About Newport, NC

The Town of Newport was granted a charter from the State of North Carolina on January 30, 1866, but its history begins almost 150 years before that time.    The Newport River which weaves through Carteret County and empties into the Beaufort Inlet, was the highway over which early settlers traveled to the "rich upland country". 

Around the landing at the upper part of the river, the Town of Newport sprang up.  Barges unloaded products destined for the port at Beaufort which included lumber, tobacco and naval stores which shipped from Beaufort to other colonial ports in the West Indies.

In the early part of the 18th century, the settlement was also called Shepardsville, named after a large landowner by the name of Shepard.   The origin of the name “Newport” can be traced to two prevalent theories:  1) the town was called New Port” to distinguish it from the “Old Port “ of Beaufort; and 2) the early influx of Quakers from Rhode Island called the town “Newport” in honor of their native Newport.  

Today, Newport is a close-knit community that maintains it small town charm with a population of about 4,500 residents.     Many of the residents are military families connected to the Cherry Point Marine Corps Air Station just 7 miles away in Havelock.    Since Newport is a mere 5 mile drive to Morehead City along Highway 70, it is an attractive destination for those wanting seeking a family friendly community and easy driving distance to the beach.   Residents and visitors enjoy the annual Pig Cooking celebration in the spring and they can discover how soldiers lived during the Civil War at the Newport Historical Association.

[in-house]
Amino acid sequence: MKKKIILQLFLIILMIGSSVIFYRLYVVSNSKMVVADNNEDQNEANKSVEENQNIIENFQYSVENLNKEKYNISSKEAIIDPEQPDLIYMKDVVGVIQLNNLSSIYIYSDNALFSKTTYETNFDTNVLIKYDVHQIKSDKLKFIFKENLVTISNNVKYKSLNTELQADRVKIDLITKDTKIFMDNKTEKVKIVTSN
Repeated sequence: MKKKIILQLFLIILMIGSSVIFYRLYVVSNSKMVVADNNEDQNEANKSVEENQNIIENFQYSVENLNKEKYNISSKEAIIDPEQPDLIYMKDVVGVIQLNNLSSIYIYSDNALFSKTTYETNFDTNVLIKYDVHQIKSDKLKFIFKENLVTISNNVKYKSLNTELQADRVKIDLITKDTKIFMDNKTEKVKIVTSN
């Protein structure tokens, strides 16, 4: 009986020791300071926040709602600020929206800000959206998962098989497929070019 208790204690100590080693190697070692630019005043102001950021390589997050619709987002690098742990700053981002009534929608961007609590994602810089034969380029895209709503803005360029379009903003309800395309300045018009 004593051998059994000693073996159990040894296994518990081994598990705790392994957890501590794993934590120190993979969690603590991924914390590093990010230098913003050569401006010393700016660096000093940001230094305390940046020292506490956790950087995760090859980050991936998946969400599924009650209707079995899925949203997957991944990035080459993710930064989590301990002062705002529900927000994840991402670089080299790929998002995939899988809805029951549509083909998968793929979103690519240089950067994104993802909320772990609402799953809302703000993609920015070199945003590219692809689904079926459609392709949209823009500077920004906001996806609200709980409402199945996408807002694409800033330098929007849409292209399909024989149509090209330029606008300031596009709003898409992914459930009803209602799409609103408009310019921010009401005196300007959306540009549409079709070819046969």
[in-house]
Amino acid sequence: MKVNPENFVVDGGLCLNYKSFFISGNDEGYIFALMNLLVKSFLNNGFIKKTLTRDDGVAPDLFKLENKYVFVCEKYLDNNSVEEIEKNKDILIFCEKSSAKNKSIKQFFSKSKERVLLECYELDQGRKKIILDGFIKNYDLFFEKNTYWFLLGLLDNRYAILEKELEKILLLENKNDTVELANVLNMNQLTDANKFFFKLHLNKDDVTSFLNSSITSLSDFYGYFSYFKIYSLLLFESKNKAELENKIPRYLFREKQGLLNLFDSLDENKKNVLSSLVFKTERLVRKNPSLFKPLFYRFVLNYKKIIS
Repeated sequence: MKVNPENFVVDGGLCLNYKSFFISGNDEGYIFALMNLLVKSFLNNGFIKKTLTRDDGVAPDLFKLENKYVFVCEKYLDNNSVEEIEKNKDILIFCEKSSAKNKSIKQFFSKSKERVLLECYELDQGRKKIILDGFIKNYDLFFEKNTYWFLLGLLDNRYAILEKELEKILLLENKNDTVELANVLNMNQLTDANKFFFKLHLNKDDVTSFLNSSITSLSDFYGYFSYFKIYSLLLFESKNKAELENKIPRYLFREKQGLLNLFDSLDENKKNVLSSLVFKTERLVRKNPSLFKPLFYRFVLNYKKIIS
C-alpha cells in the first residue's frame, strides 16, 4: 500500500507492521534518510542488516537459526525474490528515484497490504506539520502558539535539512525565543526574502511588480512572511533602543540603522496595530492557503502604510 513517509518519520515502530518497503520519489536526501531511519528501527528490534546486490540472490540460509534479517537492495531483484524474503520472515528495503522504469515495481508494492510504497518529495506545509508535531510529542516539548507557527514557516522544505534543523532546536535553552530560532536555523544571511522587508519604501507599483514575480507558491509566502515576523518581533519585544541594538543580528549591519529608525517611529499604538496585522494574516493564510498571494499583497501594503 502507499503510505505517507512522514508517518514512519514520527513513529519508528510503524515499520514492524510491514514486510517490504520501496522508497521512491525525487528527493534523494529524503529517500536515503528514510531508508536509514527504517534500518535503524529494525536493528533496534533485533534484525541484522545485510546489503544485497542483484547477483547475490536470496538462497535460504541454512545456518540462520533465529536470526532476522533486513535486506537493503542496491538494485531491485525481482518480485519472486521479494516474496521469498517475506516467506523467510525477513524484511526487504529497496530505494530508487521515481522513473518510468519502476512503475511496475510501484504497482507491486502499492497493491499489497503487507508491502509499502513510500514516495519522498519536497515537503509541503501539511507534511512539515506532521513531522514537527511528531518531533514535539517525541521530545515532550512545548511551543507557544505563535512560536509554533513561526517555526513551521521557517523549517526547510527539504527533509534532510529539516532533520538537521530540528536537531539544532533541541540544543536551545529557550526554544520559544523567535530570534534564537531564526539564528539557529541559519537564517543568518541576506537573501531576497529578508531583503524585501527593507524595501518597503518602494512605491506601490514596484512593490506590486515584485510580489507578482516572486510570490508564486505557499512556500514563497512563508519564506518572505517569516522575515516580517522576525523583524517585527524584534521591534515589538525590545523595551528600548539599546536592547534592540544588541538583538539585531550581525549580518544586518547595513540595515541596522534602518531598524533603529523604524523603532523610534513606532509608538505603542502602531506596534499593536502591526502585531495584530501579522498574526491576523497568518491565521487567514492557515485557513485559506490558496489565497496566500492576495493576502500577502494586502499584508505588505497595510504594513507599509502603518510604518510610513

The Town is operated as a council-manager form of government, which includes a mayor, a five member town council and a town manager.    The Town provides police, fire, utilities and public works to its citizens.    There are two schools, operated by Carteret County, located within the Newport jurisdiction:  Newport Elementary School and Newport Middle School.    

Newport – The Town of Old-Fashioned Courtesy